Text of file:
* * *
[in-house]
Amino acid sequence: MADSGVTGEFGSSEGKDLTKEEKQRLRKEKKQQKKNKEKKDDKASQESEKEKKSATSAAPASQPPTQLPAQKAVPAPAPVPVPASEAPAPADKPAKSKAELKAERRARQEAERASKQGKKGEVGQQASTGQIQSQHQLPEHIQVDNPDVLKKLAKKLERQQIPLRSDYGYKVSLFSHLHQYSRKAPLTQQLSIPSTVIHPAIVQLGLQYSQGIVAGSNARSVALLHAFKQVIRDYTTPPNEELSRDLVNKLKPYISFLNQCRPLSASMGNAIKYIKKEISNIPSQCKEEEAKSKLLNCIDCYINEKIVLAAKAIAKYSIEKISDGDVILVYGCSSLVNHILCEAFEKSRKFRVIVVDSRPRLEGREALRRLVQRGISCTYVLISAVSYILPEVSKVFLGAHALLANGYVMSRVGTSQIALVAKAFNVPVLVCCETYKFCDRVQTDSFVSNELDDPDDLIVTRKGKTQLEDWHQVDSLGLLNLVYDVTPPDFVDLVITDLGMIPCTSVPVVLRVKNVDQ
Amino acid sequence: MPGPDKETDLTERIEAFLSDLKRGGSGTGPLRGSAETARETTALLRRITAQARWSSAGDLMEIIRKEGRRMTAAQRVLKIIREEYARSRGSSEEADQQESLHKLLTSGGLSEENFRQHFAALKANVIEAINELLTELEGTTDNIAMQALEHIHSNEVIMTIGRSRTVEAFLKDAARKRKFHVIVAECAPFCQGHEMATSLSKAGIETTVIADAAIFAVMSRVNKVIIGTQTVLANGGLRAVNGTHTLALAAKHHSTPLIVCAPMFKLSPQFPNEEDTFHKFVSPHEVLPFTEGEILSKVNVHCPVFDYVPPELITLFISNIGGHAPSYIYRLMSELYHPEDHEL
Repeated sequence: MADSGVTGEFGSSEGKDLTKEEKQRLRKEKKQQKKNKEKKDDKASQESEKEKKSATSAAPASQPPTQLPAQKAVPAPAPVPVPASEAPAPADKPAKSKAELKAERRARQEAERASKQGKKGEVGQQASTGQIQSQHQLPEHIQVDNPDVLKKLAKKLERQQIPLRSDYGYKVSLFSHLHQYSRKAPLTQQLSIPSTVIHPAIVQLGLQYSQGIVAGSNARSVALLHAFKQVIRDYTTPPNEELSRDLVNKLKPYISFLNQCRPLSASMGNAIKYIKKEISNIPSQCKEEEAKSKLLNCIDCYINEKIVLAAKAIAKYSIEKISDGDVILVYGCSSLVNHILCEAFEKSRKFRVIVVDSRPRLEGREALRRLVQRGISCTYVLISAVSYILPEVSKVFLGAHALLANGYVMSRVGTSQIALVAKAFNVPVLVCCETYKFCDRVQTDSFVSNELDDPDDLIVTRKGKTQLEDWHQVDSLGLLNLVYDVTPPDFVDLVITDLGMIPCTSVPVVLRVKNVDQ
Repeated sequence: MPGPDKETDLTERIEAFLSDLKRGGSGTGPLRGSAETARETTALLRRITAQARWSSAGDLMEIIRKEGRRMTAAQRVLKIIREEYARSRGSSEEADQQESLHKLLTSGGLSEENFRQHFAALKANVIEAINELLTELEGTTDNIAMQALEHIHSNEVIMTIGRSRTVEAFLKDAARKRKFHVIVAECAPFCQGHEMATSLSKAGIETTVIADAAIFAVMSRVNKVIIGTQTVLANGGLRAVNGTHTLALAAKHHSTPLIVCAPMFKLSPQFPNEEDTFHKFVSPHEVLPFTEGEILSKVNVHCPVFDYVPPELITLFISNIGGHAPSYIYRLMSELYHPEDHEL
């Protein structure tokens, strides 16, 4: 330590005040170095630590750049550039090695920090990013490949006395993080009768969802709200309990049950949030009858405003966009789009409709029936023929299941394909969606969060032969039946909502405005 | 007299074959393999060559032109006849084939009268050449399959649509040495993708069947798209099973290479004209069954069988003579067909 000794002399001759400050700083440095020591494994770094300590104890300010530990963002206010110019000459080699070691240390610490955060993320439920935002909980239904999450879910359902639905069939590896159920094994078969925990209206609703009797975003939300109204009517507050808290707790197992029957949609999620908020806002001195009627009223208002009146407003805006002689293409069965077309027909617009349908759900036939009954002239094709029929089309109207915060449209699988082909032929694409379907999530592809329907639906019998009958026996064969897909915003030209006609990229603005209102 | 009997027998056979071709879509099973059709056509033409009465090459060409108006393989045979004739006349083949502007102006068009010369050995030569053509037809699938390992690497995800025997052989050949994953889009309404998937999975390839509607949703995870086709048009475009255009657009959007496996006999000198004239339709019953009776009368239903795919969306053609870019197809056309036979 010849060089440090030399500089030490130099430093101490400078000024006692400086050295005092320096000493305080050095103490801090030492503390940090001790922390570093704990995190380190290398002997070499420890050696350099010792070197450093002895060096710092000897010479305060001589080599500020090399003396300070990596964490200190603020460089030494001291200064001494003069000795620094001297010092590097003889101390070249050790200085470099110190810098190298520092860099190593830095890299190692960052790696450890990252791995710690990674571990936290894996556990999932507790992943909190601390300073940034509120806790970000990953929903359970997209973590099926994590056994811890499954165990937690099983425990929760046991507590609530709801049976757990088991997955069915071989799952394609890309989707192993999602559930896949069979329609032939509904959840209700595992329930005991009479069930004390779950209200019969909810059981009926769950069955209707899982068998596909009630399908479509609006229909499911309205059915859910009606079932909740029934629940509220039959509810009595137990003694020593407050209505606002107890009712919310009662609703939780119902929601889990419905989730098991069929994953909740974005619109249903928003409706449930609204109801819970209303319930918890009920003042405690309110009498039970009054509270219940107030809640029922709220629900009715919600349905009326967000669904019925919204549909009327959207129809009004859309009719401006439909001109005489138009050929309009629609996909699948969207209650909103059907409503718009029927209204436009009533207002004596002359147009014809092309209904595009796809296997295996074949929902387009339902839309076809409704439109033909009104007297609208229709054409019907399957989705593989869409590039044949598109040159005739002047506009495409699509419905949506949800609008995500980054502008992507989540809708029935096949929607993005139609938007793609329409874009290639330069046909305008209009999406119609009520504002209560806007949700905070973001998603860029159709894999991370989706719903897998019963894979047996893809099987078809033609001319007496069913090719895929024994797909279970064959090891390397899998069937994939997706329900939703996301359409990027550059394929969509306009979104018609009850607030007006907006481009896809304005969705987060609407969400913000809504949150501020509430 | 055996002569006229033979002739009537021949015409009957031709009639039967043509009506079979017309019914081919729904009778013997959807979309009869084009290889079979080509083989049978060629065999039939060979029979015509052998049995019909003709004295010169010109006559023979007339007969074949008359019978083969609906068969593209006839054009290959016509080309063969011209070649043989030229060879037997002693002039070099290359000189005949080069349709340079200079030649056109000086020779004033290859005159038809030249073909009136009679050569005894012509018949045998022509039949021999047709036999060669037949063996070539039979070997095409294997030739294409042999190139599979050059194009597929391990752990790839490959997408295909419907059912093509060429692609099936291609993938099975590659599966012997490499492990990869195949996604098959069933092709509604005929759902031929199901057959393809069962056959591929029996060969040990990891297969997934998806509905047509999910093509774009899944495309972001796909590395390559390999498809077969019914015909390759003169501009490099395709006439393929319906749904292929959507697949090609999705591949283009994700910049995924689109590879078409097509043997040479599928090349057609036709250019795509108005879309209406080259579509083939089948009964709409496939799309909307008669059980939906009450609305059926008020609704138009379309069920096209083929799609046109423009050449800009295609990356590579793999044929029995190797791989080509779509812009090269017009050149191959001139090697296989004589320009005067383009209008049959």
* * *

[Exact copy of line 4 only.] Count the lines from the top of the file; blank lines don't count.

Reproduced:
Repeated sequence: MADSGVTGEFGSSEGKDLTKEEKQRLRKEKKQQKKNKEKKDDKASQESEKEKKSATSAAPASQPPTQLPAQKAVPAPAPVPVPASEAPAPADKPAKSKAELKAERRARQEAERASKQGKKGEVGQQASTGQIQSQHQLPEHIQVDNPDVLKKLAKKLERQQIPLRSDYGYKVSLFSHLHQYSRKAPLTQQLSIPSTVIHPAIVQLGLQYSQGIVAGSNARSVALLHAFKQVIRDYTTPPNEELSRDLVNKLKPYISFLNQCRPLSASMGNAIKYIKKEISNIPSQCKEEEAKSKLLNCIDCYINEKIVLAAKAIAKYSIEKISDGDVILVYGCSSLVNHILCEAFEKSRKFRVIVVDSRPRLEGREALRRLVQRGISCTYVLISAVSYILPEVSKVFLGAHALLANGYVMSRVGTSQIALVAKAFNVPVLVCCETYKFCDRVQTDSFVSNELDDPDDLIVTRKGKTQLEDWHQVDSLGLLNLVYDVTPPDFVDLVITDLGMIPCTSVPVVLRVKNVDQ